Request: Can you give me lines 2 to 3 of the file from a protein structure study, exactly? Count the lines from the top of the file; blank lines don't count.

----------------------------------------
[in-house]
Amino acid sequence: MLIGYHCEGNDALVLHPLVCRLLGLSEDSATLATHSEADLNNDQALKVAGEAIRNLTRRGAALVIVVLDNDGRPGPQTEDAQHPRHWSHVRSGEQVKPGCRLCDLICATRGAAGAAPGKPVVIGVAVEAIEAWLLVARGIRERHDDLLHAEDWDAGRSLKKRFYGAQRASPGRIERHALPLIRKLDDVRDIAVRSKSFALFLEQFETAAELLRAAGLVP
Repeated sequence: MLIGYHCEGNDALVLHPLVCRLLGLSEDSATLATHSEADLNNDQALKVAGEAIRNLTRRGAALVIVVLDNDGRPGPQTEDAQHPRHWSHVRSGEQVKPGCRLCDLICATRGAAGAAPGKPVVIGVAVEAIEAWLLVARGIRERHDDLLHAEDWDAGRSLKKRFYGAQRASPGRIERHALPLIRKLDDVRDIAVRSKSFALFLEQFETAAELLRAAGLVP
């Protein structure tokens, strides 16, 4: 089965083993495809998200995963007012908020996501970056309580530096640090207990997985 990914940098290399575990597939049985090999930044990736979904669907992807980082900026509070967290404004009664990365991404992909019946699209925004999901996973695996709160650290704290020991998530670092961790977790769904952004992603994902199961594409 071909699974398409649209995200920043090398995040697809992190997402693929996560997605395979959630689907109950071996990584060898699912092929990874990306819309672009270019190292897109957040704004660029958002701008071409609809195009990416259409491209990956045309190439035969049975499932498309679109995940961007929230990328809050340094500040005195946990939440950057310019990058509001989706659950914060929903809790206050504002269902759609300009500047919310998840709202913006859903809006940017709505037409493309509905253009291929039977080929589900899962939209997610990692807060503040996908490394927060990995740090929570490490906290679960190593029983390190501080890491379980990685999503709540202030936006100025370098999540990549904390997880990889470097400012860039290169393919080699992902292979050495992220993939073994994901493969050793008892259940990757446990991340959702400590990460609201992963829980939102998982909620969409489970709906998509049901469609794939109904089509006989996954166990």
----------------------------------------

Amino acid sequence: MLIGYHCEGNDALVLHPLVCRLLGLSEDSATLATHSEADLNNDQALKVAGEAIRNLTRRGAALVIVVLDNDGRPGPQTEDAQHPRHWSHVRSGEQVKPGCRLCDLICATRGAAGAAPGKPVVIGVAVEAIEAWLLVARGIRERHDDLLHAEDWDAGRSLKKRFYGAQRASPGRIERHALPLIRKLDDVRDIAVRSKSFALFLEQFETAAELLRAAGLVP
Repeated sequence: MLIGYHCEGNDALVLHPLVCRLLGLSEDSATLATHSEADLNNDQALKVAGEAIRNLTRRGAALVIVVLDNDGRPGPQTEDAQHPRHWSHVRSGEQVKPGCRLCDLICATRGAAGAAPGKPVVIGVAVEAIEAWLLVARGIRERHDDLLHAEDWDAGRSLKKRFYGAQRASPGRIERHALPLIRKLDDVRDIAVRSKSFALFLEQFETAAELLRAAGLVP